III The two truths doctrine and the Buddha's teachings
Though Nāgārjuna's general contextual intervention in the MMK could be described as an attempt to rehabilitate a rather epistemological perspective to the two-truths doctrine, the specific sub-context in which the explicit mention to it occurs, suggests an important additional element that may, perhaps, have been decisive for the consolidation of what came to be known as the Mahāyāna or Śūnyavāda current of Buddhism. In fact, Nāgārjuna's appeal to the two-truths doctrine appears in a dramatic moment of the MMK.
After having forcefully sustained the emptiness of all phenomena and more specifically of all elementary dharmas, Nāgārjuna is asked by the opponent, late in the Chapter XXIV (out of 27) titled "Āryasatyaparikṣā" ("Examination of the [Four] Noble Truths), if the all-pervasiness of emptiness (śūnyatā) as a descriptive understanding of dependent co-origination (pratītyasamutpāda) would not completely obliterate the Buddha's teachings and, more specifically, the (Four) Noble Truths (āryasatya), for the simple fact of their being made of words and concepts, i.e., of 'mere' conventionalities. In other words, the Buddha's dharma, the truth of truths would itself risk belonging to samrvtti-sat instead of paramārtha-sat. In that case, how could there be any possibility at all of nirvāṇa/bodhi?
Nāgārjuna's answer touches the core of what emptiness (śūnyatā) and the Mahāyāna actually mean. He accuses the opponent of not understanding the intended meaning of śūnyatā. In fact, says Nāgārjuna, the opponent understands śūnyatā in the same spirit of any other propositional statement taking it as declaration of non-existence. Glossing Nāgārjuna, Candrakīrti states: "Thus, emptiness destroys the one who takes it to mean the non-existence of things (abhāva)... Your allegation derives from wrongly foisting the meaning of non-existence (abhāva) onto the idea of the absence of being (śūnya).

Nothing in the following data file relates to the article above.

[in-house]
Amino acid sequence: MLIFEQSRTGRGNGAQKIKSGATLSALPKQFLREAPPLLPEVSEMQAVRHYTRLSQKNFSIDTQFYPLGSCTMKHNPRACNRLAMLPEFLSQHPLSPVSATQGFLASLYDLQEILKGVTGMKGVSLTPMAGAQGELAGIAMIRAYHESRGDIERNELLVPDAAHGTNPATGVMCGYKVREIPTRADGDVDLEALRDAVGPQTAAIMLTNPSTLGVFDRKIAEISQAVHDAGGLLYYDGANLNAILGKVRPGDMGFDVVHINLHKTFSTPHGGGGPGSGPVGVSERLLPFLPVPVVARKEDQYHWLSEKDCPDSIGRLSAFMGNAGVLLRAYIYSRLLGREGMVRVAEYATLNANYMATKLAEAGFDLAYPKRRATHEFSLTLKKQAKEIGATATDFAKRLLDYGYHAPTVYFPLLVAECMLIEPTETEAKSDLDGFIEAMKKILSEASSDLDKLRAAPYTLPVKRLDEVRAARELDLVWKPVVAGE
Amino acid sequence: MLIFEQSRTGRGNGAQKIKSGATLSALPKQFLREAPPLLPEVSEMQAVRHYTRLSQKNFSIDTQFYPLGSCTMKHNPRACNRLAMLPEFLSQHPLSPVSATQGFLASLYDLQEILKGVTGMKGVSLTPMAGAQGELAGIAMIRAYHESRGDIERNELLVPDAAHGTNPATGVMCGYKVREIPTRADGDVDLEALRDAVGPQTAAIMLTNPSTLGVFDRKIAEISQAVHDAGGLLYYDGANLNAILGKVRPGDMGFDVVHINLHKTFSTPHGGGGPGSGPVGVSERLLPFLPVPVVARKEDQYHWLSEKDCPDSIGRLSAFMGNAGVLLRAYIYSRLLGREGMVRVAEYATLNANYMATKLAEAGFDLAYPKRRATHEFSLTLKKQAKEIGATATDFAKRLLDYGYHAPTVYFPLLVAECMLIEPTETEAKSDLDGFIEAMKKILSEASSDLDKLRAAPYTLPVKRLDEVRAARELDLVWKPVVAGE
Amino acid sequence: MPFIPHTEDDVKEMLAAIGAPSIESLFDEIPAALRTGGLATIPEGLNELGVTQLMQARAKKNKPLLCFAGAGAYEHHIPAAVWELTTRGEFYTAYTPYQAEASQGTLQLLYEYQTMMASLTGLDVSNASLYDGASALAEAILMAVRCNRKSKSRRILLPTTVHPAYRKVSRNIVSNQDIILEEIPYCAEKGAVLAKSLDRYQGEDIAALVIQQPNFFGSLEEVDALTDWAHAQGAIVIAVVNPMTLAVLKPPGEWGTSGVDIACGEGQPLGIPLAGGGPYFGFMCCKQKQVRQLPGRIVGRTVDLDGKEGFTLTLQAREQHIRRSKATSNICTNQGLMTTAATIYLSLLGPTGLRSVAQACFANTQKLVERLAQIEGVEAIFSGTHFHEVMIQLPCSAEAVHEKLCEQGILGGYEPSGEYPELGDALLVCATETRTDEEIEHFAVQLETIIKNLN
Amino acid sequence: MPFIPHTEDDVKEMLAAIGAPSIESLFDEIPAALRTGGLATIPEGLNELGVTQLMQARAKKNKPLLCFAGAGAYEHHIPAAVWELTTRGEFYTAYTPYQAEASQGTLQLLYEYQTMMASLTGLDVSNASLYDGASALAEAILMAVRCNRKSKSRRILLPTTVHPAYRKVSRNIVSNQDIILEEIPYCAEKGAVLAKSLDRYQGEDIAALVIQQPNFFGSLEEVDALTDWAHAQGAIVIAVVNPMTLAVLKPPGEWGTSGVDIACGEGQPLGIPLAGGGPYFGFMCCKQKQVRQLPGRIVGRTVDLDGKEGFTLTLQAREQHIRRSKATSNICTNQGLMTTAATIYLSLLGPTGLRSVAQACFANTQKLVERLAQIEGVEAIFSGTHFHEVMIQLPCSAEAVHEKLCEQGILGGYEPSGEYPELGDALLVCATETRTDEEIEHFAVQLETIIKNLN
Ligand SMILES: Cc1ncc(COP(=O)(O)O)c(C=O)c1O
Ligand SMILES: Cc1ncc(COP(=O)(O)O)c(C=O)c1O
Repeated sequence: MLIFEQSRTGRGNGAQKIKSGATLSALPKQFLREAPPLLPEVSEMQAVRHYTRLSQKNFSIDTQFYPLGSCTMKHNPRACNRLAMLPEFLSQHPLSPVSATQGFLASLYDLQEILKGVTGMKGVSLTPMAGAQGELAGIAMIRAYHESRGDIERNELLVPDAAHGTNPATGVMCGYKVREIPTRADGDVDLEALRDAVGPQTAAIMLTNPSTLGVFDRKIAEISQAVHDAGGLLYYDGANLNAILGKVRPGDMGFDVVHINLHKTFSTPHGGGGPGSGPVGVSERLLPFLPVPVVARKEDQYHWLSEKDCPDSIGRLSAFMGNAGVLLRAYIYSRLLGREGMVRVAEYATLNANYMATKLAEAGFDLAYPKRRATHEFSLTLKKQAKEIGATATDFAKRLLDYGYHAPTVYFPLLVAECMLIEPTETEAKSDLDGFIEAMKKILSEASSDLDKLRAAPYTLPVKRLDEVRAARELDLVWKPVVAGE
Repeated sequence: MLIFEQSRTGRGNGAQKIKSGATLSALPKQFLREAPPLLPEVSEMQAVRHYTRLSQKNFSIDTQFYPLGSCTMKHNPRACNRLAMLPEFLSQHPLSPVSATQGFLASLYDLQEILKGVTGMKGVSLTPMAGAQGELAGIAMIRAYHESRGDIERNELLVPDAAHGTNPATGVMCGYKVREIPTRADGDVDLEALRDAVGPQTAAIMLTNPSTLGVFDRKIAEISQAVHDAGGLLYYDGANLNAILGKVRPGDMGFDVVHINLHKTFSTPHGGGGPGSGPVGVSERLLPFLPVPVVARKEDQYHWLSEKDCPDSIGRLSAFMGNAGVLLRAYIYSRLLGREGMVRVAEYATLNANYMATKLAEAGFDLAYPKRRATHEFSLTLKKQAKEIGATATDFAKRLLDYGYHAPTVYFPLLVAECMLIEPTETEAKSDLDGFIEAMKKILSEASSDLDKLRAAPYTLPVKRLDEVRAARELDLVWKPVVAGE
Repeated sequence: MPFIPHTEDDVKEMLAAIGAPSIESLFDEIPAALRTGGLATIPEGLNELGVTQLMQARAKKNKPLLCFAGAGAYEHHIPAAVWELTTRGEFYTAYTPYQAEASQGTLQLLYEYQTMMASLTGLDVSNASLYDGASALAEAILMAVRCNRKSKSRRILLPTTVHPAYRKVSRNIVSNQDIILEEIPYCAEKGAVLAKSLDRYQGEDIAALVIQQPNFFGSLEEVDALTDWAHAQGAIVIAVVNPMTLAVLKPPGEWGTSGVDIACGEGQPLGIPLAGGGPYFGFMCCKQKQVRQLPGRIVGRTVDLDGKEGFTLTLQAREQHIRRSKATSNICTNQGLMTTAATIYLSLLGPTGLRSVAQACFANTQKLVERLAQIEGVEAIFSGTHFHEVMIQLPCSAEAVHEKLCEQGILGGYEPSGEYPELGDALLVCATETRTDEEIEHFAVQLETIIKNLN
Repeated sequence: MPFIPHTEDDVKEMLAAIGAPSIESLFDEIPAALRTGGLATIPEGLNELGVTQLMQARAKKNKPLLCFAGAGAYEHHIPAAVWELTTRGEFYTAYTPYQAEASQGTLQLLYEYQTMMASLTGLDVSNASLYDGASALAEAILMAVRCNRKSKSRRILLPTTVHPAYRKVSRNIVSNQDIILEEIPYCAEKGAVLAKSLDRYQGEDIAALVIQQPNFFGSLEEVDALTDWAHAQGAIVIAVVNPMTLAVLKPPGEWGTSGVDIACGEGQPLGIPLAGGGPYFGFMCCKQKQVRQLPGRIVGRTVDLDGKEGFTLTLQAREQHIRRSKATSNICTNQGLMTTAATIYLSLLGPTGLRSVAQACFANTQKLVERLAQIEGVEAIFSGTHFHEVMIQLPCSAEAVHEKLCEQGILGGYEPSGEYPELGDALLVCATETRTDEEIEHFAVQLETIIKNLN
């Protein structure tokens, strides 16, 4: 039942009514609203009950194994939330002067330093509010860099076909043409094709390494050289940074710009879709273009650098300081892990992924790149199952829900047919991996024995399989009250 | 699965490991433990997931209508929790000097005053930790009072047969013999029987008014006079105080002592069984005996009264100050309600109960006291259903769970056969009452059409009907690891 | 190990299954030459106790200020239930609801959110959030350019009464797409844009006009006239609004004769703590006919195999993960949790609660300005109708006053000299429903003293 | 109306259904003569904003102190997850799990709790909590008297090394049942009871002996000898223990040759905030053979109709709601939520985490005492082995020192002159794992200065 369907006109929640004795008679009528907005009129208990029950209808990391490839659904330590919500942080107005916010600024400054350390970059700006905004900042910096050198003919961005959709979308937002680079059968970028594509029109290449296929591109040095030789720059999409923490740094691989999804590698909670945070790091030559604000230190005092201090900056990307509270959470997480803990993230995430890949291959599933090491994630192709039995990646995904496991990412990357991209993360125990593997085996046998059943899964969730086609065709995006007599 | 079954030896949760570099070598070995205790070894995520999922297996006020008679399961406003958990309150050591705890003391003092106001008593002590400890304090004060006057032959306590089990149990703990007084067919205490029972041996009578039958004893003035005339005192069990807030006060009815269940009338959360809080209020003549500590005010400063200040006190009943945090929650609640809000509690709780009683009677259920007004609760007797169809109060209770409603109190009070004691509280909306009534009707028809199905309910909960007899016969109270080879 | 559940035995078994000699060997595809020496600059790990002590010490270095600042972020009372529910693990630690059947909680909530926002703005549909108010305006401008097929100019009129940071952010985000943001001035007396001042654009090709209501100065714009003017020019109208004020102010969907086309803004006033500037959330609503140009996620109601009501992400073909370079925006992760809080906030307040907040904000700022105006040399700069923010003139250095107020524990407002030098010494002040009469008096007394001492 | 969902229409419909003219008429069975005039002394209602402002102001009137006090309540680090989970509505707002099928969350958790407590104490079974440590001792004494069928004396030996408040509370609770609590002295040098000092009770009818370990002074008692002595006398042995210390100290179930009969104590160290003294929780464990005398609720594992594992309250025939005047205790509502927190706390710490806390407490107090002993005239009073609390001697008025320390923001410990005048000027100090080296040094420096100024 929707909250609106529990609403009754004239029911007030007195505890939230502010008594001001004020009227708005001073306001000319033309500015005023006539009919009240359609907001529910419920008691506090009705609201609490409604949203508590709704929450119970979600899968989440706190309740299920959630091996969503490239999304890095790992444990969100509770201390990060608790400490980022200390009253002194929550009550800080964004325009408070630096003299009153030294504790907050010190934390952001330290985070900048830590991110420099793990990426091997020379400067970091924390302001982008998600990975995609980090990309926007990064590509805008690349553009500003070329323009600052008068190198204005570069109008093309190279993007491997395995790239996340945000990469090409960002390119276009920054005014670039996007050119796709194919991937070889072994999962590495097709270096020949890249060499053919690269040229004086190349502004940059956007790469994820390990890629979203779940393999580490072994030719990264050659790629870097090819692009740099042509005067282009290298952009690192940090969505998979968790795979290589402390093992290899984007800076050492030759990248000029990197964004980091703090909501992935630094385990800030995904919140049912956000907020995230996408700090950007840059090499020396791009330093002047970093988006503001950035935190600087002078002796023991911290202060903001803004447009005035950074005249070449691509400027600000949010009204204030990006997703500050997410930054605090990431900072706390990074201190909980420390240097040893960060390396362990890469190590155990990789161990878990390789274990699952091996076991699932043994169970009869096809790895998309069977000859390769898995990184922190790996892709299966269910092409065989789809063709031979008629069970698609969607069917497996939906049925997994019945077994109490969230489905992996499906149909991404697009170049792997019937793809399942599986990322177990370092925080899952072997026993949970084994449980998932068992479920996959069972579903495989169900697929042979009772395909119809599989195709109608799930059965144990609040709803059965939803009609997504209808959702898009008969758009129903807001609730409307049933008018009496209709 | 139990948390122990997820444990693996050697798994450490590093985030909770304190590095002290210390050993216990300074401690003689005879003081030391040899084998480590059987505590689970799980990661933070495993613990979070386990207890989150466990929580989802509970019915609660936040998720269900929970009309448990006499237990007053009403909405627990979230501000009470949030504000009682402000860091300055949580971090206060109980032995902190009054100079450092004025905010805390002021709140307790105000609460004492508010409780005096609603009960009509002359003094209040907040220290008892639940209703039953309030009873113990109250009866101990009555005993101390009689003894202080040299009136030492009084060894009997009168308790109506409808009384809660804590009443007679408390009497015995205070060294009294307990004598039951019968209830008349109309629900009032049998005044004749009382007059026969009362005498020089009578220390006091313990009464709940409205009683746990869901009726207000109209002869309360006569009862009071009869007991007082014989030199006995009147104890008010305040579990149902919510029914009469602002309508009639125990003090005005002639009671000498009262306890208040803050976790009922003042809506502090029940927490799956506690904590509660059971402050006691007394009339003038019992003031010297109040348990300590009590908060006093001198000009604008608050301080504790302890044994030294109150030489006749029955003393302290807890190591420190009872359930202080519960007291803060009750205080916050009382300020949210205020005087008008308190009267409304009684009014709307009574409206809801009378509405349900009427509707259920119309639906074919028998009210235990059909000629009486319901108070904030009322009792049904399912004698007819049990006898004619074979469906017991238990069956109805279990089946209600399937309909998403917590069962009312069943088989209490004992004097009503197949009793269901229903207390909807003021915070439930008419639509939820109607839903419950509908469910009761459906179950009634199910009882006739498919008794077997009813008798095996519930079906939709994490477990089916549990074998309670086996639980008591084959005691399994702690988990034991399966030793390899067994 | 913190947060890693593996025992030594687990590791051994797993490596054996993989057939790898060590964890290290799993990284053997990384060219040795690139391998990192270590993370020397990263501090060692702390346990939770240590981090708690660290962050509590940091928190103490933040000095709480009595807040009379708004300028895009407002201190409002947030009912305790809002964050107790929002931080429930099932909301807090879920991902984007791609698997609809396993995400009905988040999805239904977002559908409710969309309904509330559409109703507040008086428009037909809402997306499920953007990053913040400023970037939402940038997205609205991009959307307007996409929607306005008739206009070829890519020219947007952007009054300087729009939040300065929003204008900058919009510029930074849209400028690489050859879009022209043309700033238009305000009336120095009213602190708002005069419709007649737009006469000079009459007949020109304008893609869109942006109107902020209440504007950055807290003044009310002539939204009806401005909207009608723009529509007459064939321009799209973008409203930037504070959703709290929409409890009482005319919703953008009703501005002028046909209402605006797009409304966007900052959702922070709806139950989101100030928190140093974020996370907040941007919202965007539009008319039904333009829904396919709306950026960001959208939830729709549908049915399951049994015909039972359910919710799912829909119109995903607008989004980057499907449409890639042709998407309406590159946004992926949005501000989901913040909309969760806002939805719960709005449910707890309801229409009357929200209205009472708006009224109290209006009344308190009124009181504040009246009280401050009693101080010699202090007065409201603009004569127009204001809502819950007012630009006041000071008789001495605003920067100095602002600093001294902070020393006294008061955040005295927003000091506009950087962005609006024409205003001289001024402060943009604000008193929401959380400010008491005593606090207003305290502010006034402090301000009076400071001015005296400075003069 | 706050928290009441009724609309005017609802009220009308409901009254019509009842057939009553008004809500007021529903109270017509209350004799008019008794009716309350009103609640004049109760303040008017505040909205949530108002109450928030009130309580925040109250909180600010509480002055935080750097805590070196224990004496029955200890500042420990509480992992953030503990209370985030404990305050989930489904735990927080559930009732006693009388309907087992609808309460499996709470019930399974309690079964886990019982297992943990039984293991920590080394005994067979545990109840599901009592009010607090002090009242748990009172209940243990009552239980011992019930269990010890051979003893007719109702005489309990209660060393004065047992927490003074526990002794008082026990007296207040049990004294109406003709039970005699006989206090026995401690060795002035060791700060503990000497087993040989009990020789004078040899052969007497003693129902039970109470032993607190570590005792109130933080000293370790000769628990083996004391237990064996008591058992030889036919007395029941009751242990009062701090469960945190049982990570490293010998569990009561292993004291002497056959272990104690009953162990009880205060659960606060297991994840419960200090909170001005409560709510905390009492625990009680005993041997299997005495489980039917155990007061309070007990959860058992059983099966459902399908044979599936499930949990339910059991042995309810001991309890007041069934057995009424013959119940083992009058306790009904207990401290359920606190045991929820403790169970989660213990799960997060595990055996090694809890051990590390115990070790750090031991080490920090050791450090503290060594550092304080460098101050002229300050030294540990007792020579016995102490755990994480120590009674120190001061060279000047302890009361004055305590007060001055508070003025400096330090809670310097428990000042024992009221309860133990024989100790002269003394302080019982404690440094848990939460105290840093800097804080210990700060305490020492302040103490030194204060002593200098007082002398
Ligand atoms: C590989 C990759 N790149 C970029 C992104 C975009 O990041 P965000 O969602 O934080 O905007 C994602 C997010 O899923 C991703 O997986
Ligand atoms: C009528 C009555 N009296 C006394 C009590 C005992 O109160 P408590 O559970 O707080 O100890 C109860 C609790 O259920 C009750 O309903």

But we do not declare the meaning of non-existence (abhāva) and of absence of being (śūnya) to be the same; rather absence of being (śūnya) has the same meaning as dependent arising (pratītyasamutpāda)".10 In other words, the opponent thinks that, different from his own postulation of permanent elementary dharmas that would ensure the relative reality of composite phenomena, Nāgārjuna's postulation of the non-substantiality of all dharmas and phenomena would imply that phenomenal reality was just an illusionary world, of which the Buddha's teachings were also irremediably a part.
To refute those allegations, Nāgārjuna is forced to be more precise about the actual status of the Buddha's teachings. First, he reminds the opponent that, throughout the dialogue, he sustained that reality and its recurrent processes of appearance and disappearance of phenomena could only be admissible if things were devoid of self-nature (svabhāva). In other words, emptiness was a pre-requisite for the reality of the world and not otherwise. The opponent's postulation of self-existing entities, instead, would obstruct the possibility of a world-given experience.
Second, and that's the core of his rebuttal, Nāgārjuna states that having declared the emptiness of all dharmas, there is no possibility of understanding emptiness - and consequently all the Buddha's teachings - as ultimate ontological doctrines about reality. This amounts to the emptying of emptiness by which Nāgārjuna seeks to free its conceptual dimensions from any ontological claim.